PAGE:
The Relations Of Geology To Theology -- By: C. H. Hitchcock
BSac 24:94 (April 1867) p. 363
The Relations Of Geology To Theology
The object of the following pages is to present the relations of Geology to the several doctrines of Theology in their natural order. It is not necessary now to apologize for attempting to illustrate revelation by science. Thanks to honored names that battle has been fought, and the natural sciences are now copiously employed for the defence and illustration of religious truth. Pew of the sciences afford better illustrations of biblical statement than geology. Its
BSac 24:94 (April 1867) p. 364
principles, though recently established, have modified the common interpretation of several passages, and may elucidate them still further in the future. We do not need to come secretly into the cabinet, and stealthily inquire what nature means. The God of nature is the God of grace also; and therefore we may come boldly into the presence of either after converse with the other, for the foundation principles of both governments are the same. We may, therefore, reason from one mode of the divine administration to the other; we may derive stable conclusions from a major scientific and a minor moral premise, and the reverse. We may proceed from cause to effect, rather than reason from the effects to the causes, if thereby we shall acquire more knowledge. So important are the inferences, that we are glad to appeal to induction or deduction, philology, history, ethnology, geology, astronomy, and all the natural sciences. Nor must it be forgotten that light may be given by the Divine Spirit, for we believe that if “any man will do his will he shall know of the doctrine,” whether it be religious or scientific. The true philosopher is conscious of the peril of trusting to his own wisdom, and seeks aid from above. May the spirit that inspired the evangelists permeate these inquiries with the leaven of truth! We shall attempt to establish the following proposition in detail: The facts and principles of geology prove, illustrate, and elucidate many of the doctrines of natural and biblical theology.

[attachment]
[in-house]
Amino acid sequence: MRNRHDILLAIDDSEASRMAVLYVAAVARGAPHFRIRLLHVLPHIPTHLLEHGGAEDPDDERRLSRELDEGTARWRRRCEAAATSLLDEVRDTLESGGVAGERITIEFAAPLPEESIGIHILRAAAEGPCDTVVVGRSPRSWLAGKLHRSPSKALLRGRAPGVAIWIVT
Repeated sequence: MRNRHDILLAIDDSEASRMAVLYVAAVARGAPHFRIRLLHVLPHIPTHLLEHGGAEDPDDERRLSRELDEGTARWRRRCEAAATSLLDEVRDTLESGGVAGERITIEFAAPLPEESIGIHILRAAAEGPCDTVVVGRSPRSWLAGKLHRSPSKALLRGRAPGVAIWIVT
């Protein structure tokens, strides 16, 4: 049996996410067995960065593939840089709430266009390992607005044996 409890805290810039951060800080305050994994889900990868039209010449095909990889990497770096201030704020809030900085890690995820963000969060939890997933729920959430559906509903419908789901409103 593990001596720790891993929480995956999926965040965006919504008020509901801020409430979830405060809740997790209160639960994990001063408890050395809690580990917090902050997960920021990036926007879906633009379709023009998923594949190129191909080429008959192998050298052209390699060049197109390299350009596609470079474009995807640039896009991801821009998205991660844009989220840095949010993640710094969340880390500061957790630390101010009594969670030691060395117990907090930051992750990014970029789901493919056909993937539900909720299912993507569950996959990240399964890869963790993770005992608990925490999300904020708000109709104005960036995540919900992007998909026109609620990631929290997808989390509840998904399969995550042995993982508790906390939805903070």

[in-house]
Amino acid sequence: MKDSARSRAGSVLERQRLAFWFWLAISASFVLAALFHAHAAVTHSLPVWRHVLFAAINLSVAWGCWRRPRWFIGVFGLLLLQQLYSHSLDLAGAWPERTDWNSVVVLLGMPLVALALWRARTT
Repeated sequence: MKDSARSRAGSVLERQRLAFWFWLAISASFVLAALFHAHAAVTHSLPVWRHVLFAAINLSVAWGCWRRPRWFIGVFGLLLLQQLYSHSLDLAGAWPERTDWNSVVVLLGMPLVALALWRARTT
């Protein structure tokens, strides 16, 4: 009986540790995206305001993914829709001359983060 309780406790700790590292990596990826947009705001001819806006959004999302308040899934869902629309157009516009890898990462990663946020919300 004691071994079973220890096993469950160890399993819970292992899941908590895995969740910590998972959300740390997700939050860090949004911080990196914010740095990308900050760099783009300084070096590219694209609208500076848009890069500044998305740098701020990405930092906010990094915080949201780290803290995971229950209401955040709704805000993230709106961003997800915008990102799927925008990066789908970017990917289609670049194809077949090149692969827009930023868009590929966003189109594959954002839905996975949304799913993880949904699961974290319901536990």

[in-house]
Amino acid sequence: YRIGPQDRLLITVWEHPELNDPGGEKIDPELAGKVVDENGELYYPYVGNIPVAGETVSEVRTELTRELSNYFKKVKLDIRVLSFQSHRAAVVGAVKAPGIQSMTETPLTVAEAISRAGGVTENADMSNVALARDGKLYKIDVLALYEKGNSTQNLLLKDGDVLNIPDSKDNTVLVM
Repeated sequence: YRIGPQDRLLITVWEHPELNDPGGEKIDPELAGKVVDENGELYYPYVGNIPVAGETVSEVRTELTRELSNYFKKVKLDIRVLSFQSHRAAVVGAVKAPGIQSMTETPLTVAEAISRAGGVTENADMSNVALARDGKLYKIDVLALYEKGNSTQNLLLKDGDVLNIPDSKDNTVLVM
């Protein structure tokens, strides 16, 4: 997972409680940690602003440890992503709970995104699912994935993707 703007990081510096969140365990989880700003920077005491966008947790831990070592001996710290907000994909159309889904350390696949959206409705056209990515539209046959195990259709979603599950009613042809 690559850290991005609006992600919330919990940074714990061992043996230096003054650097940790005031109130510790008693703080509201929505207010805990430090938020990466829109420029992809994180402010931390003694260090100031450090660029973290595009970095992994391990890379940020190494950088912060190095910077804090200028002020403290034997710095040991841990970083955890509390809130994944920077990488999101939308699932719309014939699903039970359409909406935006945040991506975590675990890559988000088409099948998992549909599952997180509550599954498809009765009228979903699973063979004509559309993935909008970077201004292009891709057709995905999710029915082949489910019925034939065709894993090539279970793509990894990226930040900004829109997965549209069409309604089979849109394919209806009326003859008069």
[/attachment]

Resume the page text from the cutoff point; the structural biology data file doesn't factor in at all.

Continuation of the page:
I. Geology furnishes peculiar arguments for the existence of God. The arguments most relied upon to prove the existence of God are of the a posteriori type, and are briefly these:
1. The existence of matter and finite mind proves a Creator;
2. The continuance of matter and finite mind proves a Preserver;
3. The movements of matter and the action of finite mind prove a Governor;
4. Design in the works of nature proves a Designer.
These arguments are each made more impressive in detail, when it is considered that the world has existed for ages before ...
Click here to subscribe